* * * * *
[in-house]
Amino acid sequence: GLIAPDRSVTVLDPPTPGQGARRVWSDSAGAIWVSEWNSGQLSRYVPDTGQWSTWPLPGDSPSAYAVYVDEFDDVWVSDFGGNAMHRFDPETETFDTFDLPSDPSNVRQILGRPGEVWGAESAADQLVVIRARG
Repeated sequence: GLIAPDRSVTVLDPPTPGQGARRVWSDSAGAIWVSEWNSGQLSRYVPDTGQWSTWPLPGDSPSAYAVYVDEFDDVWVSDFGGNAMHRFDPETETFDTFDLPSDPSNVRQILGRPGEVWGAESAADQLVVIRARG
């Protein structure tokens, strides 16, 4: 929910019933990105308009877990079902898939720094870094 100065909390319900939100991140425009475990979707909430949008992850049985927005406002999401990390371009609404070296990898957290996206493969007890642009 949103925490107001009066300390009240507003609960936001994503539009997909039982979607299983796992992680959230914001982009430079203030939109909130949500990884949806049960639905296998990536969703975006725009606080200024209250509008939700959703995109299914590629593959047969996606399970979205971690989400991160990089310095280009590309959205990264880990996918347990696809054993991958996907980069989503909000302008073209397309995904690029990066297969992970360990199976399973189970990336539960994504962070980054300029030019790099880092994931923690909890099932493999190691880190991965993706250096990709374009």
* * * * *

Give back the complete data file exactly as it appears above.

[in-house]
Amino acid sequence: GLIAPDRSVTVLDPPTPGQGARRVWSDSAGAIWVSEWNSGQLSRYVPDTGQWSTWPLPGDSPSAYAVYVDEFDDVWVSDFGGNAMHRFDPETETFDTFDLPSDPSNVRQILGRPGEVWGAESAADQLVVIRARG
Repeated sequence: GLIAPDRSVTVLDPPTPGQGARRVWSDSAGAIWVSEWNSGQLSRYVPDTGQWSTWPLPGDSPSAYAVYVDEFDDVWVSDFGGNAMHRFDPETETFDTFDLPSDPSNVRQILGRPGEVWGAESAADQLVVIRARG
């Protein structure tokens, strides 16, 4: 929910019933990105308009877990079902898939720094870094 100065909390319900939100991140425009475990979707909430949008992850049985927005406002999401990390371009609404070296990898957290996206493969007890642009 949103925490107001009066300390009240507003609960936001994503539009997909039982979607299983796992992680959230914001982009430079203030939109909130949500990884949806049960639905296998990536969703975006725009606080200024209250509008939700959703995109299914590629593959047969996606399970979205971690989400991160990089310095280009590309959205990264880990996918347990696809054993991958996907980069989503909000302008073209397309995904690029990066297969992970360990199976399973189970990336539960994504962070980054300029030019790099880092994931923690909890099932493999190691880190991965993706250096990709374009």